Trade liberalisation under the RCEP will enable Malaysia to diversify its trade partners, which is especially important during Covid-19 times.
The ratification will also send positive investment signals to domestic investors. According to Malaysian Investment Development Authority (MIDA), RM109.8 billion of investments were approved for the first nine months of 2020. Domestic direct investments (DDI) took up 61.2 per cent or RM67.2 billion of total investments. FDI accounted for the balance, at RM42.6 billion. Domestic investments, which are less capital and technology-intensive, can help to create more jobs, which is much needed, with the increase in retrenchments due to the pandemic.
Domestic investors should also seize the opportunity to utilise National Economic Recovery (PENJANA) grants, including the Smart Automation Grant to Small and Medium Enterprises (SMEs) and Mid-Tier Companies, to invest, upgrade and internationalise their operations to access the increased market opportunities under the RCEP. Tariff reductions, enhanced customs clearance, trade facilitation and provisions on non-tariff measures in the agreement will lower the costs of exporting, thereby increasing the benefits to the business community.
Trade liberalisation under the RCEP will enable Malaysia to diversify its trade partners, which is especially important during Covid-19 times. A survey conducted by the Penang Institute on manufacturing firms shows that firms’ operations were highly dependent on China. China has been Malaysia’s top trade partner since 2010 and it is the largest import partner, as firms import China’s intermediate goods for their export production. A key measure for managing future supply chain shocks is to expand the supply chain base and to have multiple alternative suppliers. RCEP provides the opportunity for greater diversification.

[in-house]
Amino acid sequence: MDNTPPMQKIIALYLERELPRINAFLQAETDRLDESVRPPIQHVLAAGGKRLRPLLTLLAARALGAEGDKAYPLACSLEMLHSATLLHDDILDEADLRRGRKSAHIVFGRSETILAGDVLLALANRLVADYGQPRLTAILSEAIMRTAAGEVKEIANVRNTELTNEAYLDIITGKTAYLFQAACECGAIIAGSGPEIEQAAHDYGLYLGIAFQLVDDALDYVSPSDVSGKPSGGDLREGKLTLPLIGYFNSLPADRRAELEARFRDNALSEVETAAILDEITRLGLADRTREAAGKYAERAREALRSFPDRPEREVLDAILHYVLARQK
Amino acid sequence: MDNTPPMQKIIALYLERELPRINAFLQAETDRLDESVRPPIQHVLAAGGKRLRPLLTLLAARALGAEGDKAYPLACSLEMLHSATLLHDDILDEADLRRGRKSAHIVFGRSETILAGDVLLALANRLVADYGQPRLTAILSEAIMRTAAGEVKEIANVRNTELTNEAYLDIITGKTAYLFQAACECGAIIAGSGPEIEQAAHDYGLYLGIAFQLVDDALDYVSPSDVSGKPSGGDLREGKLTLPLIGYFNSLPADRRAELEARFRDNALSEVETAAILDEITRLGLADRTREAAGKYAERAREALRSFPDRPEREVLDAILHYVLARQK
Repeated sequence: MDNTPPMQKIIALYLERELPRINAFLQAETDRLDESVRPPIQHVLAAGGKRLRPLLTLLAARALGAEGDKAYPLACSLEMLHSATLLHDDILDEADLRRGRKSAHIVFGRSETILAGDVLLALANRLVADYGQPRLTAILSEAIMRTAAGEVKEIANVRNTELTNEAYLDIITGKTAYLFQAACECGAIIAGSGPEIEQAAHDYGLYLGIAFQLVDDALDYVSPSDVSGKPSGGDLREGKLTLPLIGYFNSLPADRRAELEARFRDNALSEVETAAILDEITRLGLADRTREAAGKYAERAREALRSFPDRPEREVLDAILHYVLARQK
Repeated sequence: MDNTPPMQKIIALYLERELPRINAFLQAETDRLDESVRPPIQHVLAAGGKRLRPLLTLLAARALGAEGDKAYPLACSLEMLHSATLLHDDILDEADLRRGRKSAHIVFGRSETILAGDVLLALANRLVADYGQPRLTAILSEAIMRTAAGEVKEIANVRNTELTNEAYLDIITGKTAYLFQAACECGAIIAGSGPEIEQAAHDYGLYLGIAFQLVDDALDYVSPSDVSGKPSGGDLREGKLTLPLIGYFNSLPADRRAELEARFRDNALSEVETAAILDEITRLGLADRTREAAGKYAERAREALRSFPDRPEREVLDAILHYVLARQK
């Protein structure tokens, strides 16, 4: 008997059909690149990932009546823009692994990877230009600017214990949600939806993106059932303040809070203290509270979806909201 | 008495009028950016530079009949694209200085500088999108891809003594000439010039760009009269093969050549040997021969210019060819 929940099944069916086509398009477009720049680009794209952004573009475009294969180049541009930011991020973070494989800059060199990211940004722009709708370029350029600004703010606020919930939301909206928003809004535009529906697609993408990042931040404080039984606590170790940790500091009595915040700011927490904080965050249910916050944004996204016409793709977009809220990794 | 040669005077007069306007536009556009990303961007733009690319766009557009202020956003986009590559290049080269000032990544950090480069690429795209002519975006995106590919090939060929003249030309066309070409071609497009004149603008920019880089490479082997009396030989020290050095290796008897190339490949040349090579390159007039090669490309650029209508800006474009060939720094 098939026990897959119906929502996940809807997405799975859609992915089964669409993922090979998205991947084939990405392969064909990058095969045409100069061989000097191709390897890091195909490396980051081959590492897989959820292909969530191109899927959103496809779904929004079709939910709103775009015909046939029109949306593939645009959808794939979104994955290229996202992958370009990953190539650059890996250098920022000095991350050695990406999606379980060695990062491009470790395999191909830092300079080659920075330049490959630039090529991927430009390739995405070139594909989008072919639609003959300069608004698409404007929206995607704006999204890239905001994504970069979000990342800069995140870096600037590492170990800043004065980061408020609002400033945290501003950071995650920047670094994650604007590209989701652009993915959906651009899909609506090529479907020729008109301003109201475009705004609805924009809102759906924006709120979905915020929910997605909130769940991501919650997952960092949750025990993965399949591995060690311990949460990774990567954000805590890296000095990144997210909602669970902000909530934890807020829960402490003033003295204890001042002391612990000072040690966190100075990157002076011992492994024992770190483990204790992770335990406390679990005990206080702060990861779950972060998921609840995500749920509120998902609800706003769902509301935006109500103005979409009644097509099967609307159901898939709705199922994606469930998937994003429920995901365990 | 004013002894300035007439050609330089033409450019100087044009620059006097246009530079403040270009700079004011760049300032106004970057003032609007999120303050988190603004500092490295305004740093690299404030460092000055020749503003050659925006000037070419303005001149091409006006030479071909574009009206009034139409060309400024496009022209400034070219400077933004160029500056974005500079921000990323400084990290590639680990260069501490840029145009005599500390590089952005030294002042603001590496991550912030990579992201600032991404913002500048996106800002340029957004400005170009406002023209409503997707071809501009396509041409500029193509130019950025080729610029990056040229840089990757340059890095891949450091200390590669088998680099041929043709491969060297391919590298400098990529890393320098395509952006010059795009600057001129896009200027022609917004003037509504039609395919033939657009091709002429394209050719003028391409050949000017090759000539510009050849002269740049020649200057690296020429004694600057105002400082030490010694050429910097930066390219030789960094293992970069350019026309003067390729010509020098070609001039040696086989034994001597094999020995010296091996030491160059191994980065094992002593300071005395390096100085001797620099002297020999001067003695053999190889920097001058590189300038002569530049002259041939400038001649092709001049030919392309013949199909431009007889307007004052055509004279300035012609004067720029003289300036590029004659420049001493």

In as much as the RCEP can facilitate economic recovery, the ratification of another important outstanding agreement is the Comprehensive and Progressive Agreement for Trans-Pacific Partnership (CPTPP). While Malaysia has expressed a positive response towards China joining the CPTPP, it will do well to settle its own ratification before cheering on other potential members of the pact. Since the CPTPP is a more substantive agreement than the RCEP, ratifying the CPTPP will reduce the divestment impact by more than the RCEP. Although MITI has announced the intention to ratify the CPTPP by year end or the latest by the first quarter of 2022, outstanding amendments of local laws to align with the agreement’s requirements and Cabinet approval show that there is a long way to go. The earlier both agreements are ratified, the better for tapping these agreements to reset Malaysia’s economy.
Tham Siew Yean is Visiting Senior Fellow at the ISEAS – Yusof Ishak Institute and Professor Emeritus, Universiti Kebangsaan Malaysia.